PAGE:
On your checklist ought to be methods that assist to create beautifully clear flower photos. At the top of your list should be what light to shoot in. (More on this in a jiffy). Also, it is a good idea to have a sturdy tripod so your camera is kept as motionless as possible. The tripod permits for sharp photos. Thirdly, shoot RAW rather than Jpeg. When you shoot in RAW you produce the finest quality in your shooting and the photograph will stay in good quality for a lot of years.

Photography is all about getting the right lighting for your flower photo, and given that your flowers are outside, you need to read the lighting carefully. If you shoot in brilliant sun you can possibly overexpose the photo. Alternatively you can retain too much shadow within your shot. Both of these aspects can absolutely ruin your flower photo.

Once in a while we capture a flower that is resting right in bright sunlight. We may not possess control over the lighting or the flowers position. (Taking pictures in the botanical gardens is an illustration.) If your flower is a cream colour, light yellow or soft pink, then too much bright light can overexpose several or every single one of the flowers petals. When we have too much luminosity on our flowers, the flower loses finer details as a result of this saturation.

What can be done about this? Go into Lightroom. Lightroom is owned by Adobe who also created Photoshop. Lightroom is an alternative photo editing program. I find it the greatest photo editing program I have ever come across. You can trial it free for thirty days at Adobes website.

Lightroom has a panel made of various controls. These controls are in the shape of sliders you can move from either side- left to right.. Each of these sliders controls various elements of light. The “Highlights” slider increases or lessens the amount of stark, bright light in your photo. “Exposure” controls the amount of bright and darkness the photo has (literally controls the exposure of the image). “Whites” is a control that alters how illuminant your white areas are in the photo.

In the case of an flower that has too much exposure, we want to examine these three various controls. If you want to reduce any of these elements of the photo all you have to do is reposition the slider toward the left. Your flower photo will look less stark and have a lesser amount of harsh, intense brightness light within it.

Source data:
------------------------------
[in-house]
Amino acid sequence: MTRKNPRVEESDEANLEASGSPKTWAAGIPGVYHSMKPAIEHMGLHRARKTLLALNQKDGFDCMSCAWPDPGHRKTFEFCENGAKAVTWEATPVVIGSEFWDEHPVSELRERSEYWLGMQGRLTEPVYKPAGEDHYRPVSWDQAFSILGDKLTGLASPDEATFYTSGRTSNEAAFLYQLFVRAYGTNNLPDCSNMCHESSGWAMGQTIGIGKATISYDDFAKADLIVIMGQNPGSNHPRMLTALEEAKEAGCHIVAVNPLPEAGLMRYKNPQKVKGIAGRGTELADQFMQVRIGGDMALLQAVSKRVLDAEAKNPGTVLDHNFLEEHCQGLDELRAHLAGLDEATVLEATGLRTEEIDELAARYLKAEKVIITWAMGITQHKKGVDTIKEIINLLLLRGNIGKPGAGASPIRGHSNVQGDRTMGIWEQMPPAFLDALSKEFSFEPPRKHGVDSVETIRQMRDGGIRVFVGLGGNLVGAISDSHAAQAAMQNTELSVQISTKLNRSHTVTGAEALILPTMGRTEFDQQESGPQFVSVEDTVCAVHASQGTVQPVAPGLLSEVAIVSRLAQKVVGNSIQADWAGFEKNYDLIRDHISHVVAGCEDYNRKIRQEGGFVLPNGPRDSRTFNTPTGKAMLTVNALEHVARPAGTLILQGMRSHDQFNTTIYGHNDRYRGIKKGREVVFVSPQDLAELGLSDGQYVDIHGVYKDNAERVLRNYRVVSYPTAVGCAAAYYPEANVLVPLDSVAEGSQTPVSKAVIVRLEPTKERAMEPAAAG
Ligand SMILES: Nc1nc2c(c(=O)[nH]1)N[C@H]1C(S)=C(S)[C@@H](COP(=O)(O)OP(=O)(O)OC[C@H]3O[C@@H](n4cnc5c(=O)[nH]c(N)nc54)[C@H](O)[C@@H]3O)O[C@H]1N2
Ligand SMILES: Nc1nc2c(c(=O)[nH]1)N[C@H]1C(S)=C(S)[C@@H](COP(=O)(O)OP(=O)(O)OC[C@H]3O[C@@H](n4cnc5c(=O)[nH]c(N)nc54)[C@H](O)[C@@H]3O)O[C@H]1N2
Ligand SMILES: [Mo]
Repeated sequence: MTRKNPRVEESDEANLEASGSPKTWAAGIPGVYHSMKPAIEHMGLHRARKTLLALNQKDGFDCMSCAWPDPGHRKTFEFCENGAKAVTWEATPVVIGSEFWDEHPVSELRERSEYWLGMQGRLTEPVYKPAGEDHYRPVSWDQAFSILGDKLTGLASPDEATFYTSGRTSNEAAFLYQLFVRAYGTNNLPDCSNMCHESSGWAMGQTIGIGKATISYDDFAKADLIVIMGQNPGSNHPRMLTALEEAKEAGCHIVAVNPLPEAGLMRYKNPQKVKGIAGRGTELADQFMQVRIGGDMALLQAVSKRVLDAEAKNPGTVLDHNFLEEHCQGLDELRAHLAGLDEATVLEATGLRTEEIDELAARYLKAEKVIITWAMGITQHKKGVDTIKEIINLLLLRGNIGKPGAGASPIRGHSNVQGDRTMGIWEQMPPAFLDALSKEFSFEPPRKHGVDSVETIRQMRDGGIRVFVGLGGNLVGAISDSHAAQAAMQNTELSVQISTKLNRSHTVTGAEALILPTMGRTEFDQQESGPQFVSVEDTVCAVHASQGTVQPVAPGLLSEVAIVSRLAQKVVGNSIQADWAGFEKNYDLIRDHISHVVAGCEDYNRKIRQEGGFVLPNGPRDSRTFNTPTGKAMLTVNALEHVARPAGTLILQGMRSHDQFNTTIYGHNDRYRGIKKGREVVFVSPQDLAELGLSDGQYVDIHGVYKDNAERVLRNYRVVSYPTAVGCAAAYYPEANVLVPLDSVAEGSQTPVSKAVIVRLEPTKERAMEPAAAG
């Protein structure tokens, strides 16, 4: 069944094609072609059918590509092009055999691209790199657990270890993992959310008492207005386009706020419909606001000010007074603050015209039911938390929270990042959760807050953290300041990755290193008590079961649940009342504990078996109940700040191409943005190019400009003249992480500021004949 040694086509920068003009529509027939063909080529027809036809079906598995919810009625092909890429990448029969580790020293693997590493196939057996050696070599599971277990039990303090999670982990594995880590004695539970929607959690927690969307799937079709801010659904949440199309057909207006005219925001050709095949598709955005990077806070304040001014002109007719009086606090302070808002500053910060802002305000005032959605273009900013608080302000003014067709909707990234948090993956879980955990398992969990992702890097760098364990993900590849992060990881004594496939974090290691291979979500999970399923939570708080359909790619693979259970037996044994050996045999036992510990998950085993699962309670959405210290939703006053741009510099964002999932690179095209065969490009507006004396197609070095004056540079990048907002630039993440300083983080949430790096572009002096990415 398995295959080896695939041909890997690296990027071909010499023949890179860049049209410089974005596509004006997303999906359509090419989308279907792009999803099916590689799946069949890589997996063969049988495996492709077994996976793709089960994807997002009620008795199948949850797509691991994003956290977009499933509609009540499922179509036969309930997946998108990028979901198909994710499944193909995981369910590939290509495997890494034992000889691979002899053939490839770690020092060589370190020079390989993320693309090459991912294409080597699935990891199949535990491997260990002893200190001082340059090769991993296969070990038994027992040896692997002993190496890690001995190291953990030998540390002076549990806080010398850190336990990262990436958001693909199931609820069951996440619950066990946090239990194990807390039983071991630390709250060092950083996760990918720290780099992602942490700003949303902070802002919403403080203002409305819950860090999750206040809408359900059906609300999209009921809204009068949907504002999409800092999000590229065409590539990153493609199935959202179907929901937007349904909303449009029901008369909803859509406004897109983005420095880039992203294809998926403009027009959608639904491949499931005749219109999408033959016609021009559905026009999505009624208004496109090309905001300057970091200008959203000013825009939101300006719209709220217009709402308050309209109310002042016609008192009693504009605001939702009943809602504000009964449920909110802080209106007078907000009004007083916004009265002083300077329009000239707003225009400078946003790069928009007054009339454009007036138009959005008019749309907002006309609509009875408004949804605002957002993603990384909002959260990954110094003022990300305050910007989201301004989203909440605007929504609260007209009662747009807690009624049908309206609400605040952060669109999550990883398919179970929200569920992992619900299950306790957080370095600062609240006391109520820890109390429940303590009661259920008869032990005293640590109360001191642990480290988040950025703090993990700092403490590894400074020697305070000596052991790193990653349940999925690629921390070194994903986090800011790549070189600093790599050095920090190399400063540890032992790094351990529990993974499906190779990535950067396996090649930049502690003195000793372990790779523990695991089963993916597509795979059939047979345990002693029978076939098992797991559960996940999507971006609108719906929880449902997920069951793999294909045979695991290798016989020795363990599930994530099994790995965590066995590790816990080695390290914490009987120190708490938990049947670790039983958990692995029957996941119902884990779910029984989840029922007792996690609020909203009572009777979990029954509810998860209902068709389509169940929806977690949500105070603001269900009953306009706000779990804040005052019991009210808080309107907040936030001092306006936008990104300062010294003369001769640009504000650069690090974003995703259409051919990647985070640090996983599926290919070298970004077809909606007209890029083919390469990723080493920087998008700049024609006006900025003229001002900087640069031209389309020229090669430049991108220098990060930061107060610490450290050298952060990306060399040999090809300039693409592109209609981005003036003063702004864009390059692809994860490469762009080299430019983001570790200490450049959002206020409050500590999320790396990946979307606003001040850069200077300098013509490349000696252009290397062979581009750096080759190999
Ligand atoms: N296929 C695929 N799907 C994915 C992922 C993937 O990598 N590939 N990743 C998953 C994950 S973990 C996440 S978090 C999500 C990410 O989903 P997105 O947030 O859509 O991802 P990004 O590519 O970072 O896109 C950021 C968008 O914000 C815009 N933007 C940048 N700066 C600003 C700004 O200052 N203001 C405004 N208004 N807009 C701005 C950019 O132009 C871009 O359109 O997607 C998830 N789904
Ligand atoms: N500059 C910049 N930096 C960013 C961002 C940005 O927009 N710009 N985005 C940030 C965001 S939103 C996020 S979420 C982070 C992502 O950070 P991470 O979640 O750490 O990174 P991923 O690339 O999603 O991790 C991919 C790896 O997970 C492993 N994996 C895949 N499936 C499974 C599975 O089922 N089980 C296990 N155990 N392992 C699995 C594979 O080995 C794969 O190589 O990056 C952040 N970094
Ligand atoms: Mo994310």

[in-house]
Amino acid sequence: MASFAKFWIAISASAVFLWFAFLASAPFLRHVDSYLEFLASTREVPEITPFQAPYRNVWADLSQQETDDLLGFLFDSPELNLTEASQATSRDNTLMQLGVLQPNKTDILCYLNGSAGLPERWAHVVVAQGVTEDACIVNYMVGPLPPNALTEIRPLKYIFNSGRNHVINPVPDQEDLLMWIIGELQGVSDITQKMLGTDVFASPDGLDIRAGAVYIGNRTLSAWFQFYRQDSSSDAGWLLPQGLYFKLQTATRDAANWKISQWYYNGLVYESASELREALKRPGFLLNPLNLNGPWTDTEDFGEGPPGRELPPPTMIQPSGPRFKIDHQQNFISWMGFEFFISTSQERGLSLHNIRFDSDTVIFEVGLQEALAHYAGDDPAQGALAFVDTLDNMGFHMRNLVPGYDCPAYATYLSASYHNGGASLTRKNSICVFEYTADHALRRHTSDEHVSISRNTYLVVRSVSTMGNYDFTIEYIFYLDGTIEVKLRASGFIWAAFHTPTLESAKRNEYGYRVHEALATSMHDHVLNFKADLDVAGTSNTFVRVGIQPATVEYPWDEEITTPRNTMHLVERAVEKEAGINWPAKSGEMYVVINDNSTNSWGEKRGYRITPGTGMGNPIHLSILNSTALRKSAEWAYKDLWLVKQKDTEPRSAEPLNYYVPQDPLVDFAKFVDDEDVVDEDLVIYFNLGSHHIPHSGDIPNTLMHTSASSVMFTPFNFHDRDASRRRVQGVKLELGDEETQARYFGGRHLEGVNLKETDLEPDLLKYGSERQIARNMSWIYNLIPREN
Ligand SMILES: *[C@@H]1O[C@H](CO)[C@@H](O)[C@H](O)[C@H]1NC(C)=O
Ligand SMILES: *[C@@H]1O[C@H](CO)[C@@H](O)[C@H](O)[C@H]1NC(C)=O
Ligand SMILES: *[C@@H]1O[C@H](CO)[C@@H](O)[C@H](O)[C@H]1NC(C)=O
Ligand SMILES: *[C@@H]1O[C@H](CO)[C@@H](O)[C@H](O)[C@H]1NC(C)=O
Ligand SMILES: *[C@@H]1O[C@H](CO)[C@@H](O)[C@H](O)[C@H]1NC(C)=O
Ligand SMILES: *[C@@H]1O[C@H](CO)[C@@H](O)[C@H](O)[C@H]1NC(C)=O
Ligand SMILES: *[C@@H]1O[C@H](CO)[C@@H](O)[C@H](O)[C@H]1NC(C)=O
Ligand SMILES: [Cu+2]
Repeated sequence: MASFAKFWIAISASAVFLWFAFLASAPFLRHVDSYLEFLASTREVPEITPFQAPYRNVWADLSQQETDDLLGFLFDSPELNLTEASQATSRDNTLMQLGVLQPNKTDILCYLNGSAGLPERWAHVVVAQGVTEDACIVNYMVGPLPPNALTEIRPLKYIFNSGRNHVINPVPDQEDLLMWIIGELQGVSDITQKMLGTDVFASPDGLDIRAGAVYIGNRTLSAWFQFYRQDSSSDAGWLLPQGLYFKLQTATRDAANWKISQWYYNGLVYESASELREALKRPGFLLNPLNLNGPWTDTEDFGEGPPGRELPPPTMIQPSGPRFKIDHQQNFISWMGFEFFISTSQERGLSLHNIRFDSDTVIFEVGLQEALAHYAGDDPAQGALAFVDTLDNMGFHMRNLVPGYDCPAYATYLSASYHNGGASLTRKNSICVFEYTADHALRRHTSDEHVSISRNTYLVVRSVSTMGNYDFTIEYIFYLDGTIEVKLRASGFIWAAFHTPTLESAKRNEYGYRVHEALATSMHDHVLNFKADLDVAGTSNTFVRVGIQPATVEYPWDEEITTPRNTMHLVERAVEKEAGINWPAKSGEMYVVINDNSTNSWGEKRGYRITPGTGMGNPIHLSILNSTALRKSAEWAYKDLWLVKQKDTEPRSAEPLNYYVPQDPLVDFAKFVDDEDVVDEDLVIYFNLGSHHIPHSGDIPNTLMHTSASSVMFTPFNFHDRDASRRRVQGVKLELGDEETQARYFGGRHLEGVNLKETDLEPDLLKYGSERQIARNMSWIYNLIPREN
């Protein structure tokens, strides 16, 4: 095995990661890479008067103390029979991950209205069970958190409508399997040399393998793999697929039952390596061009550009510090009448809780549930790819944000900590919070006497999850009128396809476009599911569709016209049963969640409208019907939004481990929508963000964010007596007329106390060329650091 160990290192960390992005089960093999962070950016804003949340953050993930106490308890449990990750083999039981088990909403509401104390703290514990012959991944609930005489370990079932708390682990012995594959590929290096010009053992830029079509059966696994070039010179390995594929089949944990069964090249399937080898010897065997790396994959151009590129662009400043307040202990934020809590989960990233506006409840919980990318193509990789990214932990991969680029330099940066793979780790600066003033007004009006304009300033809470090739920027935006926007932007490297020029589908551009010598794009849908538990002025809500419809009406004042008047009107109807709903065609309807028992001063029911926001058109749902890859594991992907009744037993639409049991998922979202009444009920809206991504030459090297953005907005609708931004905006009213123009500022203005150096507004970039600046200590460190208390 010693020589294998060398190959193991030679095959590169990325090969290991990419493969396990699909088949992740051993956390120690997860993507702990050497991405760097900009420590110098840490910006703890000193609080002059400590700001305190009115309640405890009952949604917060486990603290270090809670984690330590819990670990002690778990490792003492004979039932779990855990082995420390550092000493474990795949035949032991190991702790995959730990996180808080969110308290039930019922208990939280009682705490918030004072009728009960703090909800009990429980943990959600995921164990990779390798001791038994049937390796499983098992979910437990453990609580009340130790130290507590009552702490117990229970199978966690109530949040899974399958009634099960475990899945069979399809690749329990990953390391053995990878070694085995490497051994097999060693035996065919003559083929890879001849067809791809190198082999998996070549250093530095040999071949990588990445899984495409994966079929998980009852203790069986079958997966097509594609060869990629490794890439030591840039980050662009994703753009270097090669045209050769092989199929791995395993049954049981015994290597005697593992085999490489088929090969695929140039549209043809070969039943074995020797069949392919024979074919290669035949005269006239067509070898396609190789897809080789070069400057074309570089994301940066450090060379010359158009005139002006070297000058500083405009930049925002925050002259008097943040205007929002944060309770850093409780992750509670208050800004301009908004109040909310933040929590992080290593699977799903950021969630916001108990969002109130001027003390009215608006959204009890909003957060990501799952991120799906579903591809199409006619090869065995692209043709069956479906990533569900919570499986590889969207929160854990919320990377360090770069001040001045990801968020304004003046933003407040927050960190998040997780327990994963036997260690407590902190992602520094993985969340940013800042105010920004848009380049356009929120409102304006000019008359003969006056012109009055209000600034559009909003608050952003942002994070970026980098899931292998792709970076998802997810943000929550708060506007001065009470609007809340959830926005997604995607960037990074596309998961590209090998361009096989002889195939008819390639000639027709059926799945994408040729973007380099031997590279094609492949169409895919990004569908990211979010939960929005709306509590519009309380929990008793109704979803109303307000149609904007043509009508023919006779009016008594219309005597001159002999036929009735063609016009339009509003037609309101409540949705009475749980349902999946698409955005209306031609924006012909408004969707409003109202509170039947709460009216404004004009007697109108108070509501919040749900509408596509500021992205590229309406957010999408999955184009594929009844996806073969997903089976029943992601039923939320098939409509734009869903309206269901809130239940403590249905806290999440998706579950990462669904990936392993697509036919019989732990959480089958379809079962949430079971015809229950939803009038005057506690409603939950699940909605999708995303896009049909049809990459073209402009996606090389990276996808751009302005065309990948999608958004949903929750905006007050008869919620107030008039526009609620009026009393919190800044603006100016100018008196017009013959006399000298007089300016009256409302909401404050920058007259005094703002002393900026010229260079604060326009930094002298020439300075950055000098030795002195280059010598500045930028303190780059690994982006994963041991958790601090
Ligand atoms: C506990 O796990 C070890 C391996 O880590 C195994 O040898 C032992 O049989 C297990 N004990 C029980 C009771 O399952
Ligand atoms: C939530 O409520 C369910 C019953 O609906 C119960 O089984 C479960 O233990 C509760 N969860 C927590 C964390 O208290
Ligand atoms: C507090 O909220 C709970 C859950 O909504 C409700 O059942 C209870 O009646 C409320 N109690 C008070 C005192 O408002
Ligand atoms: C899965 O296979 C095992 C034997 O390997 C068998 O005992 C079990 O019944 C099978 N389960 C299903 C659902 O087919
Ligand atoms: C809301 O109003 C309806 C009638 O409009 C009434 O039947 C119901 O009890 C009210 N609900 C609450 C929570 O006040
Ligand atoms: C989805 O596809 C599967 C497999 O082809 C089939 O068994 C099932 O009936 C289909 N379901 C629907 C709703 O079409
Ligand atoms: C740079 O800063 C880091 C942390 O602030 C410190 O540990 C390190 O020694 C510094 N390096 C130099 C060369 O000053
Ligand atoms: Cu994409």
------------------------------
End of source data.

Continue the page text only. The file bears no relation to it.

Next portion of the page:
How about increase in the sharpening in your flower photo? Lightroom has a little panel known as “Detail”. Once you open this small panel you will then see 4 sliders that manipulate sharpening of the photo:

1. Amount

2. Radius

3. Detail

4. Masking

All these four sliders manipulate how sharp your flower photo is. The effective way is to reposition the sliders to the right hand side until you see the image has increased in sharpness to an acceptable amount. “Amount” means how much sharpening you increase as a result of moving the slider. “Radius” relates to how big the area of sharpening is. “Detail” refers to how much detail you want the increase in the sharpening to have. “Masking” merely removes sharpening over the regions that doesn’t really need as much sharpening. Areas of deep black and deep navy blue would be an example.

Would you be interested to see how I have done this myself in Lightroom? Now you can I have done a video that you can observe at Digital Photography Secrets that teaches how to complete this process from start to finish.

In order to take begin photographing take lovely flower photos it is ideal to photograph in gentle light (from an overcast day), and employ a sturdy tripod to keep the camera immobile. Even if you make use of the auto setting on your camera, it doesn’t matter too much. The significant thing is that good lighting will give you the most excellent results.